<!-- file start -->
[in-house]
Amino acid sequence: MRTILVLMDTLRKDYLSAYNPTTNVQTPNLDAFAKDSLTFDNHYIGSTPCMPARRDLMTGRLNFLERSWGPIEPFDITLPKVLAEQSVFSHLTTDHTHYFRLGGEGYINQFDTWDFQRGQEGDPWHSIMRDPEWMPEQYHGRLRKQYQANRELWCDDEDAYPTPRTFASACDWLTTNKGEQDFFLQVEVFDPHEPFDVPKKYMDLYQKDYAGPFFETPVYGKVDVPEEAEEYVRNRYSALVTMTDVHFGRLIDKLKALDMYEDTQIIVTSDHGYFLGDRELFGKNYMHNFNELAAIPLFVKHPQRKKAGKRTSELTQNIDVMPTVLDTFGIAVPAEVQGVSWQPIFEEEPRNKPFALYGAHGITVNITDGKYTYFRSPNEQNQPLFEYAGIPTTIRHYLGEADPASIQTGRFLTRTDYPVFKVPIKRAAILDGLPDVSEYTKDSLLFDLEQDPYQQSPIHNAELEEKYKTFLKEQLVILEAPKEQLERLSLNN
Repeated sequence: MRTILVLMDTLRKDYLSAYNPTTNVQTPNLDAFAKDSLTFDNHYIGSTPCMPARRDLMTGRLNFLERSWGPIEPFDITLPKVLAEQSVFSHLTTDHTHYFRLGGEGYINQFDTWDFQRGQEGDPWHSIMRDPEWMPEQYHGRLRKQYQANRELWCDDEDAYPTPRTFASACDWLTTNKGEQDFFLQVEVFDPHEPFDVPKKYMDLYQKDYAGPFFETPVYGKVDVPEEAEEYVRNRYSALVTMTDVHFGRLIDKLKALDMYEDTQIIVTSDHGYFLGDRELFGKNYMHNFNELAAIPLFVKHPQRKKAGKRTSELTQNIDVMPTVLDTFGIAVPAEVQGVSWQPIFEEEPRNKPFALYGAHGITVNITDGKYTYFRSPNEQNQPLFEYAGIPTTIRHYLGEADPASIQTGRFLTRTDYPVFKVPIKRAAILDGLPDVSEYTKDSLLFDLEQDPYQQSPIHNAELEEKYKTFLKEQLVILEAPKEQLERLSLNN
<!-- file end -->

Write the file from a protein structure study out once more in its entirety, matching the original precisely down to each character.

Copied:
[in-house]
Amino acid sequence: MRTILVLMDTLRKDYLSAYNPTTNVQTPNLDAFAKDSLTFDNHYIGSTPCMPARRDLMTGRLNFLERSWGPIEPFDITLPKVLAEQSVFSHLTTDHTHYFRLGGEGYINQFDTWDFQRGQEGDPWHSIMRDPEWMPEQYHGRLRKQYQANRELWCDDEDAYPTPRTFASACDWLTTNKGEQDFFLQVEVFDPHEPFDVPKKYMDLYQKDYAGPFFETPVYGKVDVPEEAEEYVRNRYSALVTMTDVHFGRLIDKLKALDMYEDTQIIVTSDHGYFLGDRELFGKNYMHNFNELAAIPLFVKHPQRKKAGKRTSELTQNIDVMPTVLDTFGIAVPAEVQGVSWQPIFEEEPRNKPFALYGAHGITVNITDGKYTYFRSPNEQNQPLFEYAGIPTTIRHYLGEADPASIQTGRFLTRTDYPVFKVPIKRAAILDGLPDVSEYTKDSLLFDLEQDPYQQSPIHNAELEEKYKTFLKEQLVILEAPKEQLERLSLNN
Repeated sequence: MRTILVLMDTLRKDYLSAYNPTTNVQTPNLDAFAKDSLTFDNHYIGSTPCMPARRDLMTGRLNFLERSWGPIEPFDITLPKVLAEQSVFSHLTTDHTHYFRLGGEGYINQFDTWDFQRGQEGDPWHSIMRDPEWMPEQYHGRLRKQYQANRELWCDDEDAYPTPRTFASACDWLTTNKGEQDFFLQVEVFDPHEPFDVPKKYMDLYQKDYAGPFFETPVYGKVDVPEEAEEYVRNRYSALVTMTDVHFGRLIDKLKALDMYEDTQIIVTSDHGYFLGDRELFGKNYMHNFNELAAIPLFVKHPQRKKAGKRTSELTQNIDVMPTVLDTFGIAVPAEVQGVSWQPIFEEEPRNKPFALYGAHGITVNITDGKYTYFRSPNEQNQPLFEYAGIPTTIRHYLGEADPASIQTGRFLTRTDYPVFKVPIKRAAILDGLPDVSEYTKDSLLFDLEQDPYQQSPIHNAELEEKYKTFLKEQLVILEAPKEQLERLSLNN